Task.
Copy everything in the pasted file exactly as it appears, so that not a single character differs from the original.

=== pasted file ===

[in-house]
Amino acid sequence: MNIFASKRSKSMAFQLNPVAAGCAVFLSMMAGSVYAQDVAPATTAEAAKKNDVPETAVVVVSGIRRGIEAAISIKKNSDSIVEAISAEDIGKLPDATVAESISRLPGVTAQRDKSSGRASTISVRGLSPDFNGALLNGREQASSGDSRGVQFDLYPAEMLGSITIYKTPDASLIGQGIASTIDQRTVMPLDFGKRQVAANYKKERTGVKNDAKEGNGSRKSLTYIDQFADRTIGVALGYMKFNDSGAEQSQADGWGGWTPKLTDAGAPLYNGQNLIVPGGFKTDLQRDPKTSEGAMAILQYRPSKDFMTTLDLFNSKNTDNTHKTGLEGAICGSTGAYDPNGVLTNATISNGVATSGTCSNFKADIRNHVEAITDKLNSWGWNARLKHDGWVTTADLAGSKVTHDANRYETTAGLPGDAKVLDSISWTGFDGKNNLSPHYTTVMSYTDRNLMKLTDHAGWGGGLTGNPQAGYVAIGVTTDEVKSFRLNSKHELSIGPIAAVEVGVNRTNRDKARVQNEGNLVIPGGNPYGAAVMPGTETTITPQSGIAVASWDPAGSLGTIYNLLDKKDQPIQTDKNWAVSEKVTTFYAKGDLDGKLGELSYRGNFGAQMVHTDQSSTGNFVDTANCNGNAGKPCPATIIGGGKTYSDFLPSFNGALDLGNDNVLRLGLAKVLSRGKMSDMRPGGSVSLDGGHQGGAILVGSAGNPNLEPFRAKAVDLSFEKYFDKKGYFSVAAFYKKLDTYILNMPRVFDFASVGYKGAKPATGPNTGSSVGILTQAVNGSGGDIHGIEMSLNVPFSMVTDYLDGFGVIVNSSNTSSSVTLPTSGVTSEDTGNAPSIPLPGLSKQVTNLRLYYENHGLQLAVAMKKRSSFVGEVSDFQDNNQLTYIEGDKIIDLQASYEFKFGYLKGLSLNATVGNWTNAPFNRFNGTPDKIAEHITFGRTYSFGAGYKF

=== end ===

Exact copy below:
[in-house]
Amino acid sequence: MNIFASKRSKSMAFQLNPVAAGCAVFLSMMAGSVYAQDVAPATTAEAAKKNDVPETAVVVVSGIRRGIEAAISIKKNSDSIVEAISAEDIGKLPDATVAESISRLPGVTAQRDKSSGRASTISVRGLSPDFNGALLNGREQASSGDSRGVQFDLYPAEMLGSITIYKTPDASLIGQGIASTIDQRTVMPLDFGKRQVAANYKKERTGVKNDAKEGNGSRKSLTYIDQFADRTIGVALGYMKFNDSGAEQSQADGWGGWTPKLTDAGAPLYNGQNLIVPGGFKTDLQRDPKTSEGAMAILQYRPSKDFMTTLDLFNSKNTDNTHKTGLEGAICGSTGAYDPNGVLTNATISNGVATSGTCSNFKADIRNHVEAITDKLNSWGWNARLKHDGWVTTADLAGSKVTHDANRYETTAGLPGDAKVLDSISWTGFDGKNNLSPHYTTVMSYTDRNLMKLTDHAGWGGGLTGNPQAGYVAIGVTTDEVKSFRLNSKHELSIGPIAAVEVGVNRTNRDKARVQNEGNLVIPGGNPYGAAVMPGTETTITPQSGIAVASWDPAGSLGTIYNLLDKKDQPIQTDKNWAVSEKVTTFYAKGDLDGKLGELSYRGNFGAQMVHTDQSSTGNFVDTANCNGNAGKPCPATIIGGGKTYSDFLPSFNGALDLGNDNVLRLGLAKVLSRGKMSDMRPGGSVSLDGGHQGGAILVGSAGNPNLEPFRAKAVDLSFEKYFDKKGYFSVAAFYKKLDTYILNMPRVFDFASVGYKGAKPATGPNTGSSVGILTQAVNGSGGDIHGIEMSLNVPFSMVTDYLDGFGVIVNSSNTSSSVTLPTSGVTSEDTGNAPSIPLPGLSKQVTNLRLYYENHGLQLAVAMKKRSSFVGEVSDFQDNNQLTYIEGDKIIDLQASYEFKFGYLKGLSLNATVGNWTNAPFNRFNGTPDKIAEHITFGRTYSFGAGYKF